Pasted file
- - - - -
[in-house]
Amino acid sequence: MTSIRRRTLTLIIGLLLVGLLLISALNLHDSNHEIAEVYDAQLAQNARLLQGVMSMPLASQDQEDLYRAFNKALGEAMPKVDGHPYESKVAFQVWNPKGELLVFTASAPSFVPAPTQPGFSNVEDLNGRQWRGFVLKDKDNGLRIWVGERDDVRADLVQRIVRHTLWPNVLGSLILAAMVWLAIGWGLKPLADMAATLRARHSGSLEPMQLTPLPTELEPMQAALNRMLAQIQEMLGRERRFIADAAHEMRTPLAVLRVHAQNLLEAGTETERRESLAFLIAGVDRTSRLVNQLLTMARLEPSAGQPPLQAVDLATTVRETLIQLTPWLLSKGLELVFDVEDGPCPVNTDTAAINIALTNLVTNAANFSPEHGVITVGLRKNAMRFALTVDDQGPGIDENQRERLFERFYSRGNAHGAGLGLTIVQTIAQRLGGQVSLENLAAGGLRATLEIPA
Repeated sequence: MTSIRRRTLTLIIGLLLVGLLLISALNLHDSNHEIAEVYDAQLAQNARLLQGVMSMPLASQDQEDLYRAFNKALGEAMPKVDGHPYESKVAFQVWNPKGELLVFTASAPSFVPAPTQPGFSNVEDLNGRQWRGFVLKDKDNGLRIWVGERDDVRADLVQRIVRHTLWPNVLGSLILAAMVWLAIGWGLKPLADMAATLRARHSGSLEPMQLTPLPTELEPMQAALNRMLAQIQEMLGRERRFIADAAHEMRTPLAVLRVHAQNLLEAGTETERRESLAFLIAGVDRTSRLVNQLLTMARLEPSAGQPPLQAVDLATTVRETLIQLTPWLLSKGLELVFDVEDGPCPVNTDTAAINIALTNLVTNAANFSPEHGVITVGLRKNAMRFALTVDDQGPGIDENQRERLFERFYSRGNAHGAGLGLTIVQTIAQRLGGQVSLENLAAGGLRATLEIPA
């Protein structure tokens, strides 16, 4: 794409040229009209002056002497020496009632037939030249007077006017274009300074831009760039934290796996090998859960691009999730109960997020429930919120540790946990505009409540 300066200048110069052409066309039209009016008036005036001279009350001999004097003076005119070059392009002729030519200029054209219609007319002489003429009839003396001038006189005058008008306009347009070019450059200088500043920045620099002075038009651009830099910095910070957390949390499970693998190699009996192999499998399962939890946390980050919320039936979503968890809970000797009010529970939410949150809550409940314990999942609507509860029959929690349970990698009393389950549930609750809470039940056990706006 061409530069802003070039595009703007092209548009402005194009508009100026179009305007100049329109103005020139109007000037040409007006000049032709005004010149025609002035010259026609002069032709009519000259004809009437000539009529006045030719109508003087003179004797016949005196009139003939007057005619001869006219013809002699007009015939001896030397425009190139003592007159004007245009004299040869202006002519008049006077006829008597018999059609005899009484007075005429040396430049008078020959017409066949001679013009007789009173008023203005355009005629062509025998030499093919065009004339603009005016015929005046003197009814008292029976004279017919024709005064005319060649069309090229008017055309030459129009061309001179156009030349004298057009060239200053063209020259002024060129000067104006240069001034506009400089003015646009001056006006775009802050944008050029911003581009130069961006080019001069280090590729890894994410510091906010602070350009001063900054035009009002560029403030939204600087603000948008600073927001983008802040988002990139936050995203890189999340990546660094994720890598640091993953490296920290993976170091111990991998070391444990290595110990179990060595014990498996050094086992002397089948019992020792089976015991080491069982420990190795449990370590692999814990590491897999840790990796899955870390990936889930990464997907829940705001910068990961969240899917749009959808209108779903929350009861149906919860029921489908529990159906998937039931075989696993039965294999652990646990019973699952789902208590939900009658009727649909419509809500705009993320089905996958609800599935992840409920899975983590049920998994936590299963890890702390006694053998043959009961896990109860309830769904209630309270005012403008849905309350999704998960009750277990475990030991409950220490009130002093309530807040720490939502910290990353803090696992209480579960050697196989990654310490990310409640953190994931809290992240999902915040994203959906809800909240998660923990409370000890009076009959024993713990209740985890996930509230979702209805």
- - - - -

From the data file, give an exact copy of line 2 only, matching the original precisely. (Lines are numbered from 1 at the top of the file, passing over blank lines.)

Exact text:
Amino acid sequence: MTSIRRRTLTLIIGLLLVGLLLISALNLHDSNHEIAEVYDAQLAQNARLLQGVMSMPLASQDQEDLYRAFNKALGEAMPKVDGHPYESKVAFQVWNPKGELLVFTASAPSFVPAPTQPGFSNVEDLNGRQWRGFVLKDKDNGLRIWVGERDDVRADLVQRIVRHTLWPNVLGSLILAAMVWLAIGWGLKPLADMAATLRARHSGSLEPMQLTPLPTELEPMQAALNRMLAQIQEMLGRERRFIADAAHEMRTPLAVLRVHAQNLLEAGTETERRESLAFLIAGVDRTSRLVNQLLTMARLEPSAGQPPLQAVDLATTVRETLIQLTPWLLSKGLELVFDVEDGPCPVNTDTAAINIALTNLVTNAANFSPEHGVITVGLRKNAMRFALTVDDQGPGIDENQRERLFERFYSRGNAHGAGLGLTIVQTIAQRLGGQVSLENLAAGGLRATLEIPA